AORE Association News September 2016 - Page 4


I am sitting on the edge of the largest lake in Italy thinking about the circuitous path that led me to being a highly involved volunteer member of this great association. Glass of local wine in hand, 2600 ft. cliffs of dolomitic stone to my right and a stiff breeze that daily propels 100s-1000s of sailboats and windsurfers during the summer months does a solid job of continuing to inspire me to be outside and share the tools to inspire others to explore, teach, play and learn in, as they say in Italian, natura. Often we need to get away from our civilization and go to another place we might call our wilderness home, a place in nature that draws us to explore, return as often as possible to relax, be challenged, get grounded, play with others, get lost, sleep under the stars, feel humbled, heighten our senses, listen to other voices that might guide us towards our inspired path and many more reasons.

Daily, I watch my kids exploring some of the wonders surrounding us. Rock cliffs to climb, rivers to paddle on or float down, lakeshore to throw rocks, lake surface to cut through on a sailboat, hiking trails that meander the forest, and bike trails that carve through the farmland. Access is abundant. Options almost seem limitless. My wife and I see these places as learning environments for us, our kids, our friends, our neighbors, and we often share our excitement with those less apt to venture outside by bringing them to our various playgrounds.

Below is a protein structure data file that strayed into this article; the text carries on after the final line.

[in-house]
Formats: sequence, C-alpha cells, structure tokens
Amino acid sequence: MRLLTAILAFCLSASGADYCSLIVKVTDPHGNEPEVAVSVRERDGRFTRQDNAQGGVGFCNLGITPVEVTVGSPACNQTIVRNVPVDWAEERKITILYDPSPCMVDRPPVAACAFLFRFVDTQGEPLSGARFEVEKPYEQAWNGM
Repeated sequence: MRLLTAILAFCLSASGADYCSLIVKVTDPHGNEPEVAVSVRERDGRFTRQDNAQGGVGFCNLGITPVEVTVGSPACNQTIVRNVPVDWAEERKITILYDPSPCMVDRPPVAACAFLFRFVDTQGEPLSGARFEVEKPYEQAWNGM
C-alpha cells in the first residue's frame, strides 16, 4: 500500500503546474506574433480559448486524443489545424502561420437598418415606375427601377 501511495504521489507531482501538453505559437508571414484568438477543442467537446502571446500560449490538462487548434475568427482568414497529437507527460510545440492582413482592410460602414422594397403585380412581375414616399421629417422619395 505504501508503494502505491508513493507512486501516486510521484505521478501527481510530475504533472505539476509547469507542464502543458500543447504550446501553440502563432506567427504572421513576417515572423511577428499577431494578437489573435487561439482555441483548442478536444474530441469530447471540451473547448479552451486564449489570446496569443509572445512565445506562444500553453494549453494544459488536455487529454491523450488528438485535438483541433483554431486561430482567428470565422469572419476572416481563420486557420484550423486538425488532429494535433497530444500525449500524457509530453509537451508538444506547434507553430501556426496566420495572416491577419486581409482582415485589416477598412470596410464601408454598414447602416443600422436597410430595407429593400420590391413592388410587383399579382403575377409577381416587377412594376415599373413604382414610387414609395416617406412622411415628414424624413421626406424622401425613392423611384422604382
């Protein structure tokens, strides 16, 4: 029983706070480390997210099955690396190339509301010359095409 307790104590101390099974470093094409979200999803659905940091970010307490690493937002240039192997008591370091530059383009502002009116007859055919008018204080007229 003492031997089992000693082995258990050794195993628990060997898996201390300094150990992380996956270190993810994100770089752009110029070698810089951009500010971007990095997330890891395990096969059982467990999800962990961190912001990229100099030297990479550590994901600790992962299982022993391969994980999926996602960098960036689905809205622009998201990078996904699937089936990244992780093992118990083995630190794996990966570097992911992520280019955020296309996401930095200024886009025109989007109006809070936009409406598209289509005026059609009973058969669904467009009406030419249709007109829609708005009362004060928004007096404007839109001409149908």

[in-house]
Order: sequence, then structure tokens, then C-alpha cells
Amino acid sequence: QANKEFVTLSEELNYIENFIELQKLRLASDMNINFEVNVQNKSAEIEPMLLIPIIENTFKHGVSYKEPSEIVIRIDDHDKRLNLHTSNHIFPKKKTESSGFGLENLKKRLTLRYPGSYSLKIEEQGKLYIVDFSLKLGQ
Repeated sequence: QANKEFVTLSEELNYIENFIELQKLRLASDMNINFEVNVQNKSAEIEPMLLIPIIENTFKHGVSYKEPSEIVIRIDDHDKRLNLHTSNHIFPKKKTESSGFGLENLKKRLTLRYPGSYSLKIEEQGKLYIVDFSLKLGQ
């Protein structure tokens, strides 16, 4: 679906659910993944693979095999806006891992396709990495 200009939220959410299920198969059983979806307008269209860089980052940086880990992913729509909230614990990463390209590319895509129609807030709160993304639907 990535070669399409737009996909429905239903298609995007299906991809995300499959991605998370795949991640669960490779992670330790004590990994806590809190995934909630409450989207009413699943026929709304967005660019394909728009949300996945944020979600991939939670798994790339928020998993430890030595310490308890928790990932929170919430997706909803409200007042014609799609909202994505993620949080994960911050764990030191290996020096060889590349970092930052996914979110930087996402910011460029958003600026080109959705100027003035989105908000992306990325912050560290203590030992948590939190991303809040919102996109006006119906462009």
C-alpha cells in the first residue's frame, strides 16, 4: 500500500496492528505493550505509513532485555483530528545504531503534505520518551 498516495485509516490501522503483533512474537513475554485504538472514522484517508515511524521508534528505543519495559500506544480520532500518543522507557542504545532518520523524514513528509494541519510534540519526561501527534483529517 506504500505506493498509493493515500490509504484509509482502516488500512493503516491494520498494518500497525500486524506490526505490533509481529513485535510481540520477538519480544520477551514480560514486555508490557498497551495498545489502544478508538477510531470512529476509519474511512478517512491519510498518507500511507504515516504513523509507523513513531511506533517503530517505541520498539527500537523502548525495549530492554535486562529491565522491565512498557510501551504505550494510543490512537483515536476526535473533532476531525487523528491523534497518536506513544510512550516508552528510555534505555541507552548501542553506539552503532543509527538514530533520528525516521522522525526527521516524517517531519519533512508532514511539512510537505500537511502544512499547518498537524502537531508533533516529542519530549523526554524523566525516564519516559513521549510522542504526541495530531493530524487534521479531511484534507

I think back to key influencers in my life who helped me see the forest of opportunity for the trees surrounding me, I go back to my mom, my scout leaders and then who gave me monumental leaps in responsibility and volume of learning was my college program, UC Davis’ Outdoor Adventures. My boss, Dennis Johnson, had the faith and courage to hire, train and inspire dozens upon dozens of young aspiring college students who were also climbers, kayakers, rafters, backpackers and fishermen/women to help share the passion of the outdoors, the personal growth found in a rafting trip, multi-pitch climb, kayak tour of SF bay or backpacking trip in the Tahoe basin (to name a very limited few). We managers and guides were advocates both for our natural communities we visited, but also for the individuals we introduced to these environments. We were the critical influencers who fostered connection to the land, encouraged healthy lifestyles, and not only in our guide training, we helped develop future leader’s perspective on self, others and community.

There is no need to stretch the imagination to see how those touched by a college program, community based or military recreation program would want to return to a central location where their efforts could help tens of thousands of in the field users to have a continued excellent and inspiring experience.

From The President

Dear AORE Members,